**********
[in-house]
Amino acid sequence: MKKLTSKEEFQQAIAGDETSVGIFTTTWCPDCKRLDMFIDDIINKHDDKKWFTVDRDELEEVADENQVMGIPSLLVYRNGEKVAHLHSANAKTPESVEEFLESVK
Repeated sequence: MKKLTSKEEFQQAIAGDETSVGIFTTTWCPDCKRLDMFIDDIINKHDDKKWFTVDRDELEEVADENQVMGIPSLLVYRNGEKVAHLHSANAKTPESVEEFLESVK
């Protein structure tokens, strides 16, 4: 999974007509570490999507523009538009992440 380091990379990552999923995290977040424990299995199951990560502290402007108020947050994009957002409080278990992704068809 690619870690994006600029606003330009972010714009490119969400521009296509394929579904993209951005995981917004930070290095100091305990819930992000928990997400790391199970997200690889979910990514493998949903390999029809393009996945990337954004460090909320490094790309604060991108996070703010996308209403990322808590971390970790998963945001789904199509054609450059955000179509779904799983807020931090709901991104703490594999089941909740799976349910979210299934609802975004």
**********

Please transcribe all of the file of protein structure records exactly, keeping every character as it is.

[in-house]
Amino acid sequence: MKKLTSKEEFQQAIAGDETSVGIFTTTWCPDCKRLDMFIDDIINKHDDKKWFTVDRDELEEVADENQVMGIPSLLVYRNGEKVAHLHSANAKTPESVEEFLESVK
Repeated sequence: MKKLTSKEEFQQAIAGDETSVGIFTTTWCPDCKRLDMFIDDIINKHDDKKWFTVDRDELEEVADENQVMGIPSLLVYRNGEKVAHLHSANAKTPESVEEFLESVK
């Protein structure tokens, strides 16, 4: 999974007509570490999507523009538009992440 380091990379990552999923995290977040424990299995199951990560502290402007108020947050994009957002409080278990992704068809 690619870690994006600029606003330009972010714009490119969400521009296509394929579904993209951005995981917004930070290095100091305990819930992000928990997400790391199970997200690889979910990514493998949903390999029809393009996945990337954004460090909320490094790309604060991108996070703010996308209403990322808590971390970790998963945001789904199509054609450059955000179509779904799983807020931090709901991104703490594999089941909740799976349910979210299934609802975004």